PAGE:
Back in 2004 it seemed like Downtown Los Angeles would be getting one of the largest developments in the city’s history: the $1.8 billion, 3.8 million square foot Grand Avenue Project. Overseen by a city/county entity called the Grand Avenue Authority and developed by the Related Companies, the project would insert residential, retail, hotel, and park spaces into the city’s long-struggling core. Just a week ago it seemed like that dream was dead, when the Grand Avenue Authority voted unanimously to reject new architectural plans by Related, which included a sharply reduced scope, and a whole new team of designers. (Gone is Frank Gehry, in for the master plan is Gensler.) But on September 30 the Authority voted to give the developer a four month extension to adjust the plans. Whether the authority will move ahead after is still very much in doubt.  The only sure things at this point are the 16-acre Grand Park, across from The Music Center, and Arquitectonica’s 19-story residential tower, just south of The Broad, which broke ground several months ago.

Related Eyes Chicago Spire Debt as Speculation On New Life Swirls

Midwest
Wednesday, June 26, 2013
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The Chicago Spire site, currently the city’s most-watched hole in the ground, has had false starts before. This week The Wall Street Journal reported that Related Cos. of New York signed on to buy the stalled project’s debt, raising suspicions that development might proceed on the riverfront site.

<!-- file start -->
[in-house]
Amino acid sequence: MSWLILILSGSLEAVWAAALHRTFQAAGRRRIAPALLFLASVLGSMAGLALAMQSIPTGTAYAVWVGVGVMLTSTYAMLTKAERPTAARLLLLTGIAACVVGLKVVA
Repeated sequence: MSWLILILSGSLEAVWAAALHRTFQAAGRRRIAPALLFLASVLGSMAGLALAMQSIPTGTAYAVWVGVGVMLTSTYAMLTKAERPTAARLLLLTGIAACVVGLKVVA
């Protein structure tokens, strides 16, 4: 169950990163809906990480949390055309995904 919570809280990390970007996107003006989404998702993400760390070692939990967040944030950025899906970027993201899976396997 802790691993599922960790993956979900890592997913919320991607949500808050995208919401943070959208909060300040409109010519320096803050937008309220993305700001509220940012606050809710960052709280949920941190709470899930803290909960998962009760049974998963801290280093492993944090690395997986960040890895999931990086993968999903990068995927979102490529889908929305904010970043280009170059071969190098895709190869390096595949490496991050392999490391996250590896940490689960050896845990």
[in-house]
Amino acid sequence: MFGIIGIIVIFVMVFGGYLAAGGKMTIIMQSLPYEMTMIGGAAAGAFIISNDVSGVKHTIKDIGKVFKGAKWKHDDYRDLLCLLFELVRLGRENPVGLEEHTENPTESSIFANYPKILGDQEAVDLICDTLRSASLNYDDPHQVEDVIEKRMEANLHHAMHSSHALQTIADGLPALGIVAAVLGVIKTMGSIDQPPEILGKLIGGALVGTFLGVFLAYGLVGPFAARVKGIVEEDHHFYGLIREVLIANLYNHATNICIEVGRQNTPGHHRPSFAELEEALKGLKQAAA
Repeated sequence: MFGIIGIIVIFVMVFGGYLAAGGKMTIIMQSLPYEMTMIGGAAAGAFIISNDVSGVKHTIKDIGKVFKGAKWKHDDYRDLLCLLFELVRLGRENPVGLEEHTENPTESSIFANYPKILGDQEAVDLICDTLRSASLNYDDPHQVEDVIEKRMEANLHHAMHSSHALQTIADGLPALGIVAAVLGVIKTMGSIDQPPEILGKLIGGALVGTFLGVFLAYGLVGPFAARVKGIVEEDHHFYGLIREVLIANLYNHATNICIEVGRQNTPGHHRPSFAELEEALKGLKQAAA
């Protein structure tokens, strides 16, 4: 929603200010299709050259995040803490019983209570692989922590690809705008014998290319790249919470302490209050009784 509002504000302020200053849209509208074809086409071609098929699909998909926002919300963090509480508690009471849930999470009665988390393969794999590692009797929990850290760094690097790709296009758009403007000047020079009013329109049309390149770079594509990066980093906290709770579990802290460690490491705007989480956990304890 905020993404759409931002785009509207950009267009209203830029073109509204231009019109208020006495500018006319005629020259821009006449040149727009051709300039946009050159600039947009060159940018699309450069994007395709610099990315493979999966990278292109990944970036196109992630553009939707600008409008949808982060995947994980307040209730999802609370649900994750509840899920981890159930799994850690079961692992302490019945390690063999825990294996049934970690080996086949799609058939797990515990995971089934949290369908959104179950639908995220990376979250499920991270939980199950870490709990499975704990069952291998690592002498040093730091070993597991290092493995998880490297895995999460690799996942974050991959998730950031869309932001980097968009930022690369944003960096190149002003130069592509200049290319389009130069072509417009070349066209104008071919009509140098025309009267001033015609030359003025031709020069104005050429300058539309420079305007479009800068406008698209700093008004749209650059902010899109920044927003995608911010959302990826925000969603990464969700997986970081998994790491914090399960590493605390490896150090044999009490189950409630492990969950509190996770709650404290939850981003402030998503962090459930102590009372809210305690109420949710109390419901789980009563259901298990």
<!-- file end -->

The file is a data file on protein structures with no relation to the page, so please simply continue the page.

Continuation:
Santiago Calatrava’s twisting tower design was to stand 2,000 feet high and house condos, but the $64 million land bordering Lake Shore Drive in Streeterville sat idle after the recession hit in 2008. The troubled project has been tangled up in litigation ever since.

Ireland’s National Asset Management Agency put the project’s $93 million in debt on the market earlier this year. While Irish developer Garett Kelleher’s firm still holds title to the parcel, and Related’s reported deal remains up in the air, speculation swirls around the site which not long ago was prepared to house the nation’s tallest building.

Related Breaks Ground on Two SHoP-Designed Towers at Hunters Point South

East
Monday, March 4, 2013
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Rendering of Hunters Point South. (Courtesy SHoP Architects)

Rendering of Hunters Point South. (Courtesy SHoP Architects)